Dubai's economic turndown may have halted the construction of Dubai Studio City which began in 2006 but was stopped in 2008, but many Hollywood filmmakers are flocking to the city to film scenes for their productions.
Paramount Pictures recently chose the Burj Khalifa in Dubai to shoot some scenes from "Mission: Impossible - Ghost Protocol" starring Tom Cruise.
Some visitors to the tower were surprised by seeing Cruise personally hanging from a rope to land on the windowpanes of one apartment. The photo ended up appearing in many international newspapers.
According to Ahmad Al-Sheikh, who runs the government-owned broadcasting company, he is currently negotiating with three other studios who want to film in the city.
Al-Sheikh told The Financial Times that motion pictures are an important means to promote Dubai at this stage and that it should have been a long time ago.
"Mission: Impossible" is not the first film shot in the United Arab Emirate, said Khalid Majzoub, a journalist specialising in cinema. Scenes from "Syriana" and "Iron Man" were also filmed in the UAE in 2006 and 2008, respectively.
"Bollywood production companies are also attracted to Dubai. These companies filmed some of the most important Asian Cinema productions, including 'Dabaang', starring Salman Khan and directed by Arbaaz Khan. Some of this film's scenes were shot at the Emirates Palace in Abu Dhabi and in Dubai Metro," Majzoub said.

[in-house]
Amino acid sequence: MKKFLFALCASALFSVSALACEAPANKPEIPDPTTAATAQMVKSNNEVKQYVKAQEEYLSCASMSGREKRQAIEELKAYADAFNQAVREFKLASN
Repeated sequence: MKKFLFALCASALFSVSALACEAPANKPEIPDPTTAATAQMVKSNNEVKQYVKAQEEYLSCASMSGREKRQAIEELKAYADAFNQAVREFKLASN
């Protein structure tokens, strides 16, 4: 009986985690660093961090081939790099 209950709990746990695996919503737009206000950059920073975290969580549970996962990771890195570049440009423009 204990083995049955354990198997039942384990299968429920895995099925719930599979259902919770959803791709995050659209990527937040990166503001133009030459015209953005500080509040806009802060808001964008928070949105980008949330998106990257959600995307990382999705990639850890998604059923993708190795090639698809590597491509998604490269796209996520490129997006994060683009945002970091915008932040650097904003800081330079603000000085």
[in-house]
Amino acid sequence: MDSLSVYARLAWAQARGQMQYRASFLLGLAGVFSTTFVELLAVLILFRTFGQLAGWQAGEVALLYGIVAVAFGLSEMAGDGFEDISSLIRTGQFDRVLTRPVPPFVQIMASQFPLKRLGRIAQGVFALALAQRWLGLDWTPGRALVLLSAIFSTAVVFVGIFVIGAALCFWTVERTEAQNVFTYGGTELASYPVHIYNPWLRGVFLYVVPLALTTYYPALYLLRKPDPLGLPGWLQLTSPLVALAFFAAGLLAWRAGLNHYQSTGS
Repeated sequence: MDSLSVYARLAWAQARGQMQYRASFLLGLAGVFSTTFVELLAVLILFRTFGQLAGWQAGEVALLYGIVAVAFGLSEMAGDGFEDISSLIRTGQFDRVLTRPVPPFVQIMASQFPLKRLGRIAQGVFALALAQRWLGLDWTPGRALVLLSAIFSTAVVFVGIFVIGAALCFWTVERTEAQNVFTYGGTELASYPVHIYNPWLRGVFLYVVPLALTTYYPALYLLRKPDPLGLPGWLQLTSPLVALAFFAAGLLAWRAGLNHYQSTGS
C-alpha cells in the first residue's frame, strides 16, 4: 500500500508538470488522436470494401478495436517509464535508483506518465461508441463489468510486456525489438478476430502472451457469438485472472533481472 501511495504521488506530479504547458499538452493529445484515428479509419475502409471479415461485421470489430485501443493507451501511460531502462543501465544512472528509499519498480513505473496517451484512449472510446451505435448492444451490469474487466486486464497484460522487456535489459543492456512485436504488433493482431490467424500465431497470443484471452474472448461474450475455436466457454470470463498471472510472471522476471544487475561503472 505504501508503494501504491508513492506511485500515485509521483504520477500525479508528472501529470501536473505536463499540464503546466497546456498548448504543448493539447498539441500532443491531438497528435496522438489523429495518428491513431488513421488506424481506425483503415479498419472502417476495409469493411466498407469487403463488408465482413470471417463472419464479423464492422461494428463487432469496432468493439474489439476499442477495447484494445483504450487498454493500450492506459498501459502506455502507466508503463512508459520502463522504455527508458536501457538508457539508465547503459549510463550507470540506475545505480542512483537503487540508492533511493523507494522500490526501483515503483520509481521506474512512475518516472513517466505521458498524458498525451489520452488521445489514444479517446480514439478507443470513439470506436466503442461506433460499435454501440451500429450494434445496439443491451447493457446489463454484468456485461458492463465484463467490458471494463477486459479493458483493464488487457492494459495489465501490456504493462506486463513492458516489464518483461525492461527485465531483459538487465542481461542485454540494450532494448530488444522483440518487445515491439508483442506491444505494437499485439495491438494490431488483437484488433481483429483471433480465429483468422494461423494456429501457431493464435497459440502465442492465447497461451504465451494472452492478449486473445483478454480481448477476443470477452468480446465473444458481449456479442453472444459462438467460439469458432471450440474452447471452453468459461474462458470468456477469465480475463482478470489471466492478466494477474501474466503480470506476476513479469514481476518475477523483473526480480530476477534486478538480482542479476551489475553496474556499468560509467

"It is clear that the UAE welcomes all films that portray a beautiful picture of the country, provided that they are not averse to the country's conservative customs and traditions," he said.
Abu Dhabi recently refused to give a filming permit to producers of the film Sex and City 2. The city officials cited the film's racy content.
Many UAE nationals welcomed international companies filming movies in their country.
"I do not mind filming in our country as long as the films do not touch upon topics rejected by our society and traditions," said engineer Mohammed Khoury, 35.
Abdullah Ishaq, a 40 year-old employee, said that "the UAE in general and Dubai in particular, is a magnet for world cinema. This in itself is a source of pride because the movie industry can film in the desert, or in skyscrapers and luxury hotels anywhere in the world, but chooses to do so instead in Dubai."
Abdullah al-Mutawa, 32, is of the opinion that shooting the fourth instalment of "Mission: Impossible" is a testament that "the economic crisis did not affect the reputation of Dubai because the financial crisis was global in nature and has affected several countries, not just Dubai".